Valve is set to get stricter with 3rd party Steam key sales

Valve is set to get stricter with 3rd party Steam key sales

Valve is set to get stricter with 3rd party Steam key sales

 
Most PC gamers will be familiar with purchasing Steam Keys, game codes that can be purchased from third party stores like Humble Bundle and Green Man Gaming for prices that are often lower than Steam itself. 
 
Valve takes a direct cut of all sales on Steam, which in turn pays to host and distribute games to their users. Sometimes developers get the bulk of their PC game sales outside of the Steam Storefront, giving Valve’s service high workloads for relatively little profit, prompting the company to take action against developers that abuse Steam with excessive 3rd party sales.  
 
To be clear, Valve is not planning to end the practice of 3rd party game sales, though they certainly plan to crack down on those that abuse their service. Valves example here is a developer that sells 500K game codes with only a few thousand sales on Steam, so only developers with a high third party to Steam sales ratio should be affected by this policy change. 
 
Below is a quote from a post on Steam’s private developers forum, which is not viewable by the general public.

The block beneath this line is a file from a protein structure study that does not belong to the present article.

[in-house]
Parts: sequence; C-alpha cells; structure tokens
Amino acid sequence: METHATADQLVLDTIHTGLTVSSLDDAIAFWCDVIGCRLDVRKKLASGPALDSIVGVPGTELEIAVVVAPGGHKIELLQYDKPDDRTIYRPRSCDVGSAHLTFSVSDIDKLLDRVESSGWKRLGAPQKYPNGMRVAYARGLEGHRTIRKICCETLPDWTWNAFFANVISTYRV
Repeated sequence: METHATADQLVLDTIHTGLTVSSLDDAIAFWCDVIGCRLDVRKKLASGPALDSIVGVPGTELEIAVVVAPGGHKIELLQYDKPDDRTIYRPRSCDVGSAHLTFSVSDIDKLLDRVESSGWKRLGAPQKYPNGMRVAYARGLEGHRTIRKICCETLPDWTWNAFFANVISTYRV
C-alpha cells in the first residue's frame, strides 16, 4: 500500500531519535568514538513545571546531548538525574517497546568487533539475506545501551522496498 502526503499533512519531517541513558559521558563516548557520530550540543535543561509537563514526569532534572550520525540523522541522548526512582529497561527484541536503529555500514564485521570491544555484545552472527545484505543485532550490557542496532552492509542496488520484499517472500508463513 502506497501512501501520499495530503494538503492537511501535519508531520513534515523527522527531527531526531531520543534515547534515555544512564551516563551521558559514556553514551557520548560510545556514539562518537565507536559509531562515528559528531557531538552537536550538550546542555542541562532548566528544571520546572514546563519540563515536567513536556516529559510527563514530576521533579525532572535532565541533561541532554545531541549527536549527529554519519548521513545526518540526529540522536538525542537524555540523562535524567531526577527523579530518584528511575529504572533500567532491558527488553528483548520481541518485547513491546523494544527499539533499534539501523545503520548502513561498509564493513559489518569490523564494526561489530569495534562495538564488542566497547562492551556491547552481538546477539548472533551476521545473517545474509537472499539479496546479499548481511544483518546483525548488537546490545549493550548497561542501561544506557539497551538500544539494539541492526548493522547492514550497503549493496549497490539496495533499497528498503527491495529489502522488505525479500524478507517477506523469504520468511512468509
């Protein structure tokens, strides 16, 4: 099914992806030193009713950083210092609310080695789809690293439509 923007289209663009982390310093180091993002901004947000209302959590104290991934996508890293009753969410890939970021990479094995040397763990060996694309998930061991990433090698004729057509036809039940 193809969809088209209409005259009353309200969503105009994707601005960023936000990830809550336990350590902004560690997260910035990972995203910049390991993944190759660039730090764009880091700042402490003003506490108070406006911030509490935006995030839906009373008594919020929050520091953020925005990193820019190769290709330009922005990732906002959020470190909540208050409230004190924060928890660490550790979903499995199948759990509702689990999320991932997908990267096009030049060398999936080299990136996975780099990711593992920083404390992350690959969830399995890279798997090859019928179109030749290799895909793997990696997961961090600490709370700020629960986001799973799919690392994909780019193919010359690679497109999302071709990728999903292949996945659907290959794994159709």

If we are denying keys for normal size batches it’s likely because your Steam sales don’t reflect a need for as many keys as you’re distributing, and you’re probably asking for more keys because you’re offering cheaper options off Steam and yet we are bearing the costs. So at some point we start deciding that the value you’re bringing to Steam isn’t worth the cost to us.

For example, say you’ve sold a few thousand copies on Steam but have requested / activated 500K keys, then we are going to take a deeper look at your games, your sales, your costs, etc.

 

The wording here indicates that Valve will be investigating developers before taking any action or denying developers Steam keys, looking into sales, the game’s cost to Valve for hosting and other factors.   

 

 

At this time it is unknown exactly how this policy will be applied to developers and who will be affected most by this change. Valve clearly wants to keep closer tabs on 3rd party game sales and ensure that that as many game sales are taking place on their own store as possible, though it is unlikely that the company will ever end 3rd party game sales. 

 

You can join the discussion on Valve’s new policy change on giving developers Steam keys on the OC3D Forums.